[PLUG] Will html 5 adoption end incompatibility woes for Linux users?

Ghodechhap ghodechhap at ghodechhap.net
Fri Mar 11 19:47:20 PST 2011


On Friday 11 March 2011 09:29:30 Gaurav Pant wrote:
> On Fri, Mar 11, 2011 at 8:07 AM, Ghodechhap <ghodechhap at ghodechhap.net> 
wrote:
> > On Thursday 10 March 2011 22:44:15 Mayuresh wrote:
> >> Not that the standards didn't exist before. But why do we have this era
> >> of "IE only" sites?
> > 
> > laziness.. lot of people do not realize(d) that "It works on my machine"
> > is a problem.
> 
> +1
> 
> other problem is people code for browser and not standards.
> Generally it is observed that a browser is considered to be a standard.

To be fair, there is no reference implementation of standard and lot of 
incompatibilities we see today are down to different interpretation of 
standard. However that does not help the marketplace.

To recap the history(correct me if I miss something)
- once upon a time, there was a single browser, mosaic, which was reference 
impl.

- multiple browsers appeared, following roughly same standard, IE being the 
most imp. other one.

- browser was thought to be a flagship product and one-upping the competition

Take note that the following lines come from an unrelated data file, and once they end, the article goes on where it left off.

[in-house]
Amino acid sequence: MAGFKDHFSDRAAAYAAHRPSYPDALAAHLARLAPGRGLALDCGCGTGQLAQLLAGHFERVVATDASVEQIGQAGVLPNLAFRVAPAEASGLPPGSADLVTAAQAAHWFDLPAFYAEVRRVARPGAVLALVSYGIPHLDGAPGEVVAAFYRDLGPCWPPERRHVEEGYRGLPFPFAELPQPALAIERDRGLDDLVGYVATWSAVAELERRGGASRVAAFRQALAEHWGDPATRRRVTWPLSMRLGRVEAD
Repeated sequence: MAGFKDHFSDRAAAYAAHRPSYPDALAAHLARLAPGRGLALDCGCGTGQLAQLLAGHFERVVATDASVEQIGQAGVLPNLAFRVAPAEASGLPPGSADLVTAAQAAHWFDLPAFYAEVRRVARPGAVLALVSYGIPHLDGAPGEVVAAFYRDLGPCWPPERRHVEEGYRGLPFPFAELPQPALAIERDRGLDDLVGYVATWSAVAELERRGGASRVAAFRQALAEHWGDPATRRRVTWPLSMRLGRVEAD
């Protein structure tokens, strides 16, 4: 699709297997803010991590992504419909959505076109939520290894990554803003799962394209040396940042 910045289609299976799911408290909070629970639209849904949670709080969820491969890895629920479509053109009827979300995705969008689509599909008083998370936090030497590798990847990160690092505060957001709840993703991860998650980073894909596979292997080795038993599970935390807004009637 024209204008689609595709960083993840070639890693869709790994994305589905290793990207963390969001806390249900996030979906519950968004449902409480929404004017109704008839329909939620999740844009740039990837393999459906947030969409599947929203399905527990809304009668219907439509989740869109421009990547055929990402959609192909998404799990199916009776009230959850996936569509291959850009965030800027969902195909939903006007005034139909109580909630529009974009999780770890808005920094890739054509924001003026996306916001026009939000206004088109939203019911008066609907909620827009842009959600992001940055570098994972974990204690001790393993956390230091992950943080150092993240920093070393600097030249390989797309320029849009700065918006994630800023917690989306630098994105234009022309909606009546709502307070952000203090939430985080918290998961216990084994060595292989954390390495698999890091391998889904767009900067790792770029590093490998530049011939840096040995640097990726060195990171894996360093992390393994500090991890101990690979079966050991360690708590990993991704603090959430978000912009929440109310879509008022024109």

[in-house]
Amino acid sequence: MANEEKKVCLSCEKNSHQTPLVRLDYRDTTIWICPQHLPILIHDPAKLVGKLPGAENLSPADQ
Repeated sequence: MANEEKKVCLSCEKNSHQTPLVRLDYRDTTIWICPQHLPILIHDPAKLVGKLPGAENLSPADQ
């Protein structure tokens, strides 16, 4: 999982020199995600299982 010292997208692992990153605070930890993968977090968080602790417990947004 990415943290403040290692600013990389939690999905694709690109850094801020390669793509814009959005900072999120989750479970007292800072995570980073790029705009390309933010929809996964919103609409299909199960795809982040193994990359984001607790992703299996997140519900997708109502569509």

was essential, so html was extended with vendor specific tags.. blink is one 
example. Once one vendor did it, everybody is followed the practice in 
different direction.

- netscape was the most dominent browser but IE closed that advantage with 
bundling.

- IE become dominent and it stagnated.. developers have short memory and 
career lifespan.. so IE became the internet

- fundamental incompatibilities(IE specific dom model? hello...) and 
inabilities(onchange event for select/dropdowns) made sure that everybody had 
to code twice

- mozilla brought back some much needed balance to the game but legacy still 
haunts..

- even MS wants IE6 dead(http://www.ie6countdown.com/) but can't

- intranet applications are hard to upgrade and welded to IE for foreseeable 
future..

 
> Viewable With Any Browser" campaign. http://www.anybrowser.org/campaign/
> can be a good start.
> 
> :)

well.. web developers I have seen, won't find there nose with finger, so 
anything that intellectual, is way out of league IMO.

What would change is market push.. demand for websites on phones and other 
devices, should drive people away from IE and *hopefully* towards standards.. 

-- 
Regards
 Shridhar


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